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Rajdeep Pooni, MD

  • Rajdeep Kaur Pooni



Work and Education

Professional Education

New York Medical College Registrar, Valhalla, NY, 05/23/2013


Kaiser Permanente Oakland Pediatric Residency, Oakland, CA, 06/30/2017


Stanford University Pediatric Rheumatology Fellowship, Stanford, CA, 07/06/2020

Board Certifications

Pediatrics, American Board of Pediatrics

All Publications

Pediatric subspecialty telemedicine use from the patient and provider perspective. Pediatric research Pooni, R., Pageler, N. M., Sandborg, C., Lee, T. 2021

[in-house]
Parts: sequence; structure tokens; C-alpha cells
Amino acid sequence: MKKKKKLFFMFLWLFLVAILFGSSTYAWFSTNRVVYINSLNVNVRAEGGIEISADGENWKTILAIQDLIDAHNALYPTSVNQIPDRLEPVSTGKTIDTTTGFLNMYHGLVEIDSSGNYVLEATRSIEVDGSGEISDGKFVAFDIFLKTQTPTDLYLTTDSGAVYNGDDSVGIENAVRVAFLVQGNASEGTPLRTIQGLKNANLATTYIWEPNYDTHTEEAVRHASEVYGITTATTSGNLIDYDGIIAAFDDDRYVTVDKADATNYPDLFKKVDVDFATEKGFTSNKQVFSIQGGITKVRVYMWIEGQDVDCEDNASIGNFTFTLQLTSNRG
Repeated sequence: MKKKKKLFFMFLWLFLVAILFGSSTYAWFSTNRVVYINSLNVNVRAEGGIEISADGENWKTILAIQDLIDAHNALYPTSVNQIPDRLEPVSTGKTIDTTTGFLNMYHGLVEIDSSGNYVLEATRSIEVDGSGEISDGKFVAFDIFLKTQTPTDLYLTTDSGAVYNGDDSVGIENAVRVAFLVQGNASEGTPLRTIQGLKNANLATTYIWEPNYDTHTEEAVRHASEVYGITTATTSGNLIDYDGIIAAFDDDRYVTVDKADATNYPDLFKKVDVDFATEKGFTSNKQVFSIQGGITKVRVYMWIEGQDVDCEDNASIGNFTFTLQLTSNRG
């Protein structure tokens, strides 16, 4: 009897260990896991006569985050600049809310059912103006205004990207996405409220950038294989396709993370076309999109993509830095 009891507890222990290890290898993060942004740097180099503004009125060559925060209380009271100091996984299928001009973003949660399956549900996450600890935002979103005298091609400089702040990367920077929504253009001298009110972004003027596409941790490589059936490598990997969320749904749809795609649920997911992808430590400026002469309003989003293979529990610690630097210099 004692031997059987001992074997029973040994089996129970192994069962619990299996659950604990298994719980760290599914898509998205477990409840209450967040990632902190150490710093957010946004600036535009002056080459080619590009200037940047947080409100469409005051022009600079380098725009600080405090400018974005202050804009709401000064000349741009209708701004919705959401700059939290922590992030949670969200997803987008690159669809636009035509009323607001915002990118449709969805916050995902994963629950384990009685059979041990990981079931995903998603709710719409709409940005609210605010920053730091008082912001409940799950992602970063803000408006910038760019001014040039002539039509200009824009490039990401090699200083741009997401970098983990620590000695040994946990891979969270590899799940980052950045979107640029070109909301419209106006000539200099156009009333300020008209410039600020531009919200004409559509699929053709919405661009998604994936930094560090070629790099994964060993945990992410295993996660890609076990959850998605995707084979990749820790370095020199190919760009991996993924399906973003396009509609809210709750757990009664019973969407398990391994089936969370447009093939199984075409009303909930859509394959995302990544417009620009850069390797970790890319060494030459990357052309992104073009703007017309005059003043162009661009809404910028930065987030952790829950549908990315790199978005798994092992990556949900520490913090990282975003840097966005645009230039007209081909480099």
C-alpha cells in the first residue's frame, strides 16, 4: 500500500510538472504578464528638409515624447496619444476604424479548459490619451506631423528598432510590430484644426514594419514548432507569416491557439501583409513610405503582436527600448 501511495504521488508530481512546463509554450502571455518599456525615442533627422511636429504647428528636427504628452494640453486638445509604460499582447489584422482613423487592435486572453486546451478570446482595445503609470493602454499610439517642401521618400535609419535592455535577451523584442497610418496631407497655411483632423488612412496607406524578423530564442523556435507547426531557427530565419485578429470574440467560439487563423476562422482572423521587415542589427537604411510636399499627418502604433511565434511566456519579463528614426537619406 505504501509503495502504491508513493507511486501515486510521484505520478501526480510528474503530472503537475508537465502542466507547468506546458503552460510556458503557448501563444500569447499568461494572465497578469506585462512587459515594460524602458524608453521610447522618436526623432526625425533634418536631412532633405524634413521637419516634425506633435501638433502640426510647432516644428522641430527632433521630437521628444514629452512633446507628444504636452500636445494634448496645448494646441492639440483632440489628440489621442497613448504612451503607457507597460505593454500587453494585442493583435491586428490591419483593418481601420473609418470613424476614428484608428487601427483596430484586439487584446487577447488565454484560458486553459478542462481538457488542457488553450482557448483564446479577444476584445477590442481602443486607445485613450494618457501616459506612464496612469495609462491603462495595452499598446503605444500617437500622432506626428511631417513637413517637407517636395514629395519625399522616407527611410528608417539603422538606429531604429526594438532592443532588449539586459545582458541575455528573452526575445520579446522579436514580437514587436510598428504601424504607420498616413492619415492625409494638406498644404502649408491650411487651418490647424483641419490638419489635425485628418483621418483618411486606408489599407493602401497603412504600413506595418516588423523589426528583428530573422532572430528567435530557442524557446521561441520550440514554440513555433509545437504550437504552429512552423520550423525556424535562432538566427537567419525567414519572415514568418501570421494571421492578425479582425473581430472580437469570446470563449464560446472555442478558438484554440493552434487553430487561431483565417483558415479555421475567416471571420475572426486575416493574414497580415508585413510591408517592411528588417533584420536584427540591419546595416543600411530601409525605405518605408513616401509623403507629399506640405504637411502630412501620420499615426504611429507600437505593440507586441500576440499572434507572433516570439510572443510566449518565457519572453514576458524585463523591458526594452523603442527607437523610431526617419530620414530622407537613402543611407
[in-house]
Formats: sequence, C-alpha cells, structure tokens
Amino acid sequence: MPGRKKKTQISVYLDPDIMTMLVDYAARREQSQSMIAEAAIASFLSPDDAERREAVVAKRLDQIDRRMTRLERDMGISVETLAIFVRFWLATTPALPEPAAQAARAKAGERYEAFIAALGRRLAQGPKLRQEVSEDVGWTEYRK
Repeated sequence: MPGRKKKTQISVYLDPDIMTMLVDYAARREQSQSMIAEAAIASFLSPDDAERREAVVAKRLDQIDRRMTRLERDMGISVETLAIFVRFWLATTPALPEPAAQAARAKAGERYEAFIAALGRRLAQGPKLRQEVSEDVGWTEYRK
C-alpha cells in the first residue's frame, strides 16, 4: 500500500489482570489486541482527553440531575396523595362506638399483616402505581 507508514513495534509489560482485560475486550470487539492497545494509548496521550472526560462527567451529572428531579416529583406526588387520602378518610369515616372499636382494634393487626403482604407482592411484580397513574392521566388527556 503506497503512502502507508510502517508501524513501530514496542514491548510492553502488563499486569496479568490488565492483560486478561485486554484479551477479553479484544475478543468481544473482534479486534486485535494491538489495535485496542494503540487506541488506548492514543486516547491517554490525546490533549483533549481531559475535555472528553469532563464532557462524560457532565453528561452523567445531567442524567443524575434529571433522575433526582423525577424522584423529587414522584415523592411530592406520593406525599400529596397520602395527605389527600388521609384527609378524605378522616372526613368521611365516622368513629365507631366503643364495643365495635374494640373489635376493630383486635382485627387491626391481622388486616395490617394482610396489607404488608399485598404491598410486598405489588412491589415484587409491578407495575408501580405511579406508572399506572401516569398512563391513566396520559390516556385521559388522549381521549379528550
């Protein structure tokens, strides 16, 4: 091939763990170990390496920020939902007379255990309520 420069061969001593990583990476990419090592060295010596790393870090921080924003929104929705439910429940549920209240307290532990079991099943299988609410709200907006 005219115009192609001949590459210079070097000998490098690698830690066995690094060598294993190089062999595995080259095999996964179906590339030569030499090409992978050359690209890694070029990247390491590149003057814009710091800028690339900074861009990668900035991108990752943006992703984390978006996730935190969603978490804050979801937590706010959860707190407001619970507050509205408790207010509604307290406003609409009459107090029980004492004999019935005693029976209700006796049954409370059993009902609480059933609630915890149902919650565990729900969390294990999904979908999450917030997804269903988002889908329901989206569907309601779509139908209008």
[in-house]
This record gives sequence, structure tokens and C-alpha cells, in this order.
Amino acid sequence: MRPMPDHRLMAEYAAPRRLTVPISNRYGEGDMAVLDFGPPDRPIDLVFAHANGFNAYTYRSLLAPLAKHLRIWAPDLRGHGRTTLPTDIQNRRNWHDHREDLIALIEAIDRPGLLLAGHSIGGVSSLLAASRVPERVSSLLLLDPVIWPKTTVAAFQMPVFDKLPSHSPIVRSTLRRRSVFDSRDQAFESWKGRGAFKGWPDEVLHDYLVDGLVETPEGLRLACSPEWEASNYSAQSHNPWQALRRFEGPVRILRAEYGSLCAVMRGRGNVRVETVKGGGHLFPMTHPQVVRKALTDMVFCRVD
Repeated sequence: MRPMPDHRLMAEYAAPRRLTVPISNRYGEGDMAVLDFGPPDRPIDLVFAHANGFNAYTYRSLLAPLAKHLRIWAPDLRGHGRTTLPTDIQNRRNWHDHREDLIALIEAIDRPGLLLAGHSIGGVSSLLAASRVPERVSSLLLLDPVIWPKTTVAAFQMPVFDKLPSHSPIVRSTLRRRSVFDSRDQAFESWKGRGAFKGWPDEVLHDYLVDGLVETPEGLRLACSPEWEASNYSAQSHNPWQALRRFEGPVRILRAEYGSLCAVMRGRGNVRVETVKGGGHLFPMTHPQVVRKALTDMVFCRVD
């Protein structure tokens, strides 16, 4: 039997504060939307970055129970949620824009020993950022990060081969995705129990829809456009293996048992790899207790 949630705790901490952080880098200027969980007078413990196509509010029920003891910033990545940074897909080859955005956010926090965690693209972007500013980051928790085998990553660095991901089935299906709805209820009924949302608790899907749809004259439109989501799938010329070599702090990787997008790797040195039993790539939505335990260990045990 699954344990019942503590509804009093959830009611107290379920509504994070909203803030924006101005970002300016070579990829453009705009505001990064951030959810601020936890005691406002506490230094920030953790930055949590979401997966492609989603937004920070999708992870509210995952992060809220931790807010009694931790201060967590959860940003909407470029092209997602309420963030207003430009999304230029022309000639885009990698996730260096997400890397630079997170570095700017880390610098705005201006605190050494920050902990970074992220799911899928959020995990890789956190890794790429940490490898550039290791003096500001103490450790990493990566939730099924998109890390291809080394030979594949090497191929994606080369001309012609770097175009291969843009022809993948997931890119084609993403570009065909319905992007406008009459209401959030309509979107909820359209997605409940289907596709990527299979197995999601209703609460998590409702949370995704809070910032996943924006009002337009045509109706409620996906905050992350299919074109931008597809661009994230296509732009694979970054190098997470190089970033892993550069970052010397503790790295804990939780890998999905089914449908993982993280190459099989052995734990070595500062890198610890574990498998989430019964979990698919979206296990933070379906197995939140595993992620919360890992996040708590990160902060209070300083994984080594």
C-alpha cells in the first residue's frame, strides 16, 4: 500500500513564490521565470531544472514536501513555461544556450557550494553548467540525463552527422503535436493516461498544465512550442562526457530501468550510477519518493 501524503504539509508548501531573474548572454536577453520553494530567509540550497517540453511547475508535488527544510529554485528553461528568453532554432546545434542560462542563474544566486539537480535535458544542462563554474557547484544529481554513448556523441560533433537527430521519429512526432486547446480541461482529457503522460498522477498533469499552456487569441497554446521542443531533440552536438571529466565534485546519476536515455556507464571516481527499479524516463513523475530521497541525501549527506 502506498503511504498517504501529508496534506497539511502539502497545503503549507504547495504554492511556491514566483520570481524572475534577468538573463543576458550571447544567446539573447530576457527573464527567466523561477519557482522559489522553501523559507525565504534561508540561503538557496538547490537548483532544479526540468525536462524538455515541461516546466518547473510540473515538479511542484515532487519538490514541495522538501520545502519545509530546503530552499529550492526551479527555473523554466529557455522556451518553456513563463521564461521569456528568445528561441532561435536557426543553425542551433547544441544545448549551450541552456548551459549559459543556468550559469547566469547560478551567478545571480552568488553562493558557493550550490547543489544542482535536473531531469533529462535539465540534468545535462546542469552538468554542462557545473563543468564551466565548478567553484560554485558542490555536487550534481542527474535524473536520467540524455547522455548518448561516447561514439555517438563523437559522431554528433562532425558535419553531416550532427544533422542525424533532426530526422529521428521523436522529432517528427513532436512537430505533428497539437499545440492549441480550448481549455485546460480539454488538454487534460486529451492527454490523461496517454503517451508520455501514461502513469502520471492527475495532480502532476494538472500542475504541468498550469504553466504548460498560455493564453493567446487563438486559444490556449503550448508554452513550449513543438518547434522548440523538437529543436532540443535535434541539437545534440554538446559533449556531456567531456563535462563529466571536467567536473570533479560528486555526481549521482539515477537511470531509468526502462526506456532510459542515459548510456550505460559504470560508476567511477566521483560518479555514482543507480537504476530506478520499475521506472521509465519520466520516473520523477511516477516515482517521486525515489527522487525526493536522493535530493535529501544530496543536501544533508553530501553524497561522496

BACKGROUND: To characterize telemedicine use among pediatric subspecialties with respect to clinical uses of telemedicine, provider experience, and patient perceptions during the COVID-19 pandemic.METHODS: We performed a mixed-methods study of telemedicine visits across pediatric endocrinology, nephrology, orthopedic surgery, and rheumatology at a large children's hospital. We used deductive analysis to review observational data from 40 video visits. Providers and patients/caregivers were surveyed around areas of satisfaction and communication.RESULTS: We found adaptations of telemedicine including shared-screen use and provider-guided parent procedures among others. All providers felt that it was safest for their patients to conduct visits by video, and 72.7% reported completing some component of a clinical exam. Patients rated the areas of being respected by the clinical staff/provider and showing care and concern highly, and the mean overall satisfaction was 86.719.3%.CONCLUSIONS: Telemedicine has been used to deliver care to pediatric patients during the pandemic, and we found that patients were satisfied with the telemedicine visits during this stressful time and that providers were able to innovate during visits. Telemedicine is a tool that can be successfully adapted to patient and provider needs, but further studies are needed to fully explore its integration in pediatric subspecialty care.IMPACT: This study describes telemedicine use at the height of the COVID-19 pandemic from both a provider and patient perspective, in four different pediatric subspecialties. Prior to COVID-19, pediatric telehealth landscape analysis suggested that many pediatric specialty practices had pilot telehealth programs, but there are few published studies evaluating telemedicine performance through the simultaneous patient and provider experience as part of standard care. We describe novel uses and adaptations of telemedicine during a time of rapid deployment in pediatric specialty care.